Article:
Their further comment leapt off the page at me: “It is clear that metabolic rates are targets of selection, but more research is needed on the fitness consequences of rates of metabolism and their plasticity at different life stages, especially in natural conditions.”

In “natural conditions,” shaking off dangerous heat can be done with a dip, where water enough is available—and readily accessible.

Authors of a recent article in another British journal, Functional Ecology, report that “Our results suggest that the costs of heat dissipation, which are modulated by climate, may impose constraints on the behaviour and energetics of large endotherms like grizzly bears, and that access to water for cooling will likely be an increasingly important driver of grizzly bear distribution in Yellowstone as the climate continues to warm.”

These authors tried a look ahead, using the model of a future climate. Based on what the modeling had to tell them, they also conclude that, “the availability of water for thermoregulation increased the number of hours during which lactating females could be active by up to 60% under current climatic conditions and by up to 43% in the future climate scenario. Moreover, even in the future climate scenario, lactating bears were able to achieve heat balance 24 hr/day by thermoregulating behaviourally when water was available to facilitate cooling.“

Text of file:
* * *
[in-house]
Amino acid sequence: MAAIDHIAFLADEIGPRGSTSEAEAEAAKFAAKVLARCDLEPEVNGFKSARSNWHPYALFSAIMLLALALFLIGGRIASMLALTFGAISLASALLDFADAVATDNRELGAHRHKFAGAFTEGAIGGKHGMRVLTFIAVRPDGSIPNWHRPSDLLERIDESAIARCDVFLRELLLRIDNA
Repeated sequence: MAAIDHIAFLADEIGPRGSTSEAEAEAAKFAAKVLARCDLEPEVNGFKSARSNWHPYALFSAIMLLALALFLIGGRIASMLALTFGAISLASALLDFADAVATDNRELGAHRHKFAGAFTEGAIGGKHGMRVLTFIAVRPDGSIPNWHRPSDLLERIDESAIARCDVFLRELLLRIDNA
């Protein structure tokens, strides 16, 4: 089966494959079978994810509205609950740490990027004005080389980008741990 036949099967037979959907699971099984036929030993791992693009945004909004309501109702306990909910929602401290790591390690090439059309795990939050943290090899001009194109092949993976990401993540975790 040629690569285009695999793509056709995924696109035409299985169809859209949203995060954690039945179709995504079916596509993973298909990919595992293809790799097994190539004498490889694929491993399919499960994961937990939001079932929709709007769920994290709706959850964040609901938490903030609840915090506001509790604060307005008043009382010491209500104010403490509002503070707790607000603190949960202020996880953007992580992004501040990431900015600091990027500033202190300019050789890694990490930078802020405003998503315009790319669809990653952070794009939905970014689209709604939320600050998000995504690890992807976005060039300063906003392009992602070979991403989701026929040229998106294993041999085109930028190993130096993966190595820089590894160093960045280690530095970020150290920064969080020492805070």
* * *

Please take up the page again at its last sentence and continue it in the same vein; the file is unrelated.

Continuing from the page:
In other words, if I understand correctly, a lactating grizzly female in a hotter and drier world, but with opportunity to cool off, will be functioning well enough to go looking for food, if the food is there to be found.

It seems important to note this data from the same Functional Ecology article: “… the heat dissipation limit theory posits that allocation of energy to growth and reproduction by endotherms is governed more by their capacity to dissipate heat than by their ability to harvest energy from the environment.”

Distance to water and, then, ready access to it may rise in urgency along with the food thing as we continue our normal daily routines of firing up fossil fuels—and it will affect some of us on the planet more than others.
Lance Olsen
About Lance Olsen

Lance Olsen was president of the Great Bear Foundation for 10 years and author of Field Guide to the Grizzly Bear. For about 20 years since then, he’s run a restricted listserv on climate and species for scientists and conservationists.